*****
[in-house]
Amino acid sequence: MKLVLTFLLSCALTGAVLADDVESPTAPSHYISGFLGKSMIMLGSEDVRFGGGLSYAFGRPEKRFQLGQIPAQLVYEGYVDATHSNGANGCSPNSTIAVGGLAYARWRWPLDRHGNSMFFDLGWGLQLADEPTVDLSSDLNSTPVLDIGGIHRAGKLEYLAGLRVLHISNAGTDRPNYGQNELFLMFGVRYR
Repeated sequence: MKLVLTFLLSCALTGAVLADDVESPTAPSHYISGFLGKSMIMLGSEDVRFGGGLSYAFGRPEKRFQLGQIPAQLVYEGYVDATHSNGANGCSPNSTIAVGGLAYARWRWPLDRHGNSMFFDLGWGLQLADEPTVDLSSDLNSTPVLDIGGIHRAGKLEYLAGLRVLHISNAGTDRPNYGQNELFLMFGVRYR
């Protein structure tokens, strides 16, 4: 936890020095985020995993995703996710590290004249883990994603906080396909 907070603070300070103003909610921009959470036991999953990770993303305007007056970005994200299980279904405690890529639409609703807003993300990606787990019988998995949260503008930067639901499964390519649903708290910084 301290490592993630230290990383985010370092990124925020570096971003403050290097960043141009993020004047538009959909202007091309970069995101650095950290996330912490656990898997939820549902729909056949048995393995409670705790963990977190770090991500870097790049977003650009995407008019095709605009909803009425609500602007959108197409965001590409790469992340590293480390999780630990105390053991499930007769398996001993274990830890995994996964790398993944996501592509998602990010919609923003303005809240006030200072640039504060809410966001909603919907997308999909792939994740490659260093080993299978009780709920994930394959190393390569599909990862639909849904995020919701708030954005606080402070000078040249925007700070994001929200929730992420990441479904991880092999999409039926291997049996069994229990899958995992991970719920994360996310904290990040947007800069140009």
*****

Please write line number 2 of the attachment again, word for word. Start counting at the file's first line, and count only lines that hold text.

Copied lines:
Amino acid sequence: MKLVLTFLLSCALTGAVLADDVESPTAPSHYISGFLGKSMIMLGSEDVRFGGGLSYAFGRPEKRFQLGQIPAQLVYEGYVDATHSNGANGCSPNSTIAVGGLAYARWRWPLDRHGNSMFFDLGWGLQLADEPTVDLSSDLNSTPVLDIGGIHRAGKLEYLAGLRVLHISNAGTDRPNYGQNELFLMFGVRYR